Once inside the hall, this year’s layout of the event was much easier to navigate than in years past, where the brewers were spread between two buildings.  Having recently returned from GABF where the brewers are alphabetized by region, the haphazard positioning of Winterfest had no rhyme or reason.  Now, don’t get me wrong here thinking that everything about this event was negative, it was a lot of fun and I tasted some crazy good brews!  But let’s talk about the event from our perspective as homebrewers.

Setting up for the big event

As a homebrewer, I enjoyed the experience of watching guests taste the fruits of my hard labor and hours upon hours of cleaning and sanitizing everything in sight.  As a club, we were well represented by Tanner Andrew, Jarrod Otter, Nick Boling and myself.  We shared our booth space with Wes and Bryan from Great Fermentations and together we represented homebrewers in a bright and shining spotlight!  The first question after people tasted their beer for the first time was, “Where are you guys located?”  My standard response was “Garages, barns, dark basements and spare bedrooms in our mom’s house around Indianapolis.”  When people ask where they can get more of what you are offering, you must be doing something right!

From a style perspective, we poured a Milk Stout on nitro (Meeb’s Milk Stout by Nick Boling), a peppermint chocolate porter (Dark Mint Lord by Tanner Andrew and Jarrod Otter) and an East Coast IPA (Juicy Lucy by Robert Ecker).  All three offerings were well received and fulfilled the needs of the thirsty public.  Dark Mint Lord enticed those who kept swiping the leftover Andes mints in front of the table and asking, “Why the mints?”  Tanner and Jarrod ran their beer through a Randall that contained a butt load of Andes Mints!  What a brilliant idea and a perfect balance of the sweet chocolate mint flavor against the roasti-ness of the robust porter.  Nick’s milk stout stood up against any number of stout offerings from other breweries.  The creamy mouth-feel of the beer gas nestled among the residual lactose sweetness was tempered with just the right amount of acidic acrid roast we love in our dark beer.  In an effort to introduce the New England IPA craze to Indiana, I created a simple yet extremely flavorful and aromatic IPA that was full of haze and flavor.  Using flaked wheat and oats, as well as dry hopping during primary fermentation, and again four days later, this cloudy tang colored brew was loaded with Citra, El Dorado and Mosaic hops, but not the tongue turning bitterness that turn off many non-IPA drinkers.

Proudly supported by our CCZ brethren and sisters, adorned in their CCZ shirts, our club was loud and proud and could have poured much longer and pleased many, many more drinkers.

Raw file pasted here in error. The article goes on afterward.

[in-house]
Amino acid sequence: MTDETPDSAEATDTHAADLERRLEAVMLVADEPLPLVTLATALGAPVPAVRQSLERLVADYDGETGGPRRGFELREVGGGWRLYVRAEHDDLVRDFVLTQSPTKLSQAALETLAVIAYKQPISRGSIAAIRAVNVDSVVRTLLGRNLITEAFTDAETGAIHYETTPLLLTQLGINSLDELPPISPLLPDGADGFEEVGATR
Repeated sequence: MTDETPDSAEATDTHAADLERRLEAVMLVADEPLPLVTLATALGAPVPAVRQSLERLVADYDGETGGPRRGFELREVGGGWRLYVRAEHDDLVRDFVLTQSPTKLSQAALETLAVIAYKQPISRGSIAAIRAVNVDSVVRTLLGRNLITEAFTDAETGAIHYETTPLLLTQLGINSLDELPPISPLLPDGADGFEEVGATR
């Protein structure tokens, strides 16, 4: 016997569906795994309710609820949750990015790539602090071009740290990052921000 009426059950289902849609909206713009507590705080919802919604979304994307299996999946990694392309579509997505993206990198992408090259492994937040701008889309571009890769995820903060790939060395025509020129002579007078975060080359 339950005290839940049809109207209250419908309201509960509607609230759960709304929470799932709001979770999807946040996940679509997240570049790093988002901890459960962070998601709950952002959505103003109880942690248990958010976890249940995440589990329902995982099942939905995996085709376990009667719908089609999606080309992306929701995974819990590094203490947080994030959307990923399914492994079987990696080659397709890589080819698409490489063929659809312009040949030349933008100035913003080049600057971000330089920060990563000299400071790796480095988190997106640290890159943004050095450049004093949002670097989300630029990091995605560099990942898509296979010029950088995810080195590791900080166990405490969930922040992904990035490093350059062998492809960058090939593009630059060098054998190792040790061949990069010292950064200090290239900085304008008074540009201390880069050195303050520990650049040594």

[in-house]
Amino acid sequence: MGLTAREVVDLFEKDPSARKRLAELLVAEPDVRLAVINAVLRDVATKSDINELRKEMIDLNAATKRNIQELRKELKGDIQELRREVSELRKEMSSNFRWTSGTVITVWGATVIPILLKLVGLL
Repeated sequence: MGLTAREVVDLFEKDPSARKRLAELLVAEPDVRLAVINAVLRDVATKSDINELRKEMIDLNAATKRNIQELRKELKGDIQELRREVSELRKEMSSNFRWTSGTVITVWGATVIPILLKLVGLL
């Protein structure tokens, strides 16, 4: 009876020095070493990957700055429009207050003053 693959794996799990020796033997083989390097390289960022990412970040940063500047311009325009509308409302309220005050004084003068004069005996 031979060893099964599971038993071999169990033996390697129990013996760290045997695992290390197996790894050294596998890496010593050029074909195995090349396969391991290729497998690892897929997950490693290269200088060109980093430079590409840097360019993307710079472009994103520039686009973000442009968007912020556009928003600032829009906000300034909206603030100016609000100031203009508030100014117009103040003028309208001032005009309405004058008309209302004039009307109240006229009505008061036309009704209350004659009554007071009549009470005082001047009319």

If you suffered through the long, long wait to get into the hall, the Brewers Guild has offered a gracious discount on upcoming events such as the Microbrewers Festival at Military Park or next year for Winterfest, where they pledge to have a more streamlined process in place to allow fest goers to enter in a more efficient and timely manner.

Until then, Cheers!

Rob Ecker, Winterfest 2017 Review

Rob’s emptied Juicy Lucy keg after a successful pouring with CCZ at Winterfest 2017


The Brewers Workshop: Extract Brewing Tips.

Each and every homebrew supply store offers a bevy of options when it comes to extract beer kits. They make claims that extract is capable of making great beer, but oftentimes; the beer can fall a bit short of expectations. However there are some things you can do to brew award winning beers with extract? Here are some tips from the workshop:

Attack of the “ZING”. First, and most importantly: Do full volume boils. The most frequently heard complaint about extract brews is “extract zing”. One of the best ways to help avoid the dreaded “zing” is to boil the full volume of liquid you plan on using. Full volume boils will also help ensure proper hop utilization; speaking of hop utilization…

Hop Utilization. One of the great things about brewing with extract is that, if you need to, you can make a big batch of beer in a small pot. Once your wort is cooled down, simply add enough bottled water to reach your final volume. While I recommend doing full volume boils on everything, a partial boil for wheat beers, porters, stouts and other “malt-forward” beers is a major convenience. However, partial boils can be a major hindrance when it comes to producing a top-quality IPA. To get the most out of your IPA or any other hop-heavy beer, a full boil is your best option. The more malt sugar that is in your boil, the less hop extraction you get from each hop addition. So you end up requiring more hops to reach an equivalent IBU. So, if you can, go with a full boil for that big, gnarly IPA.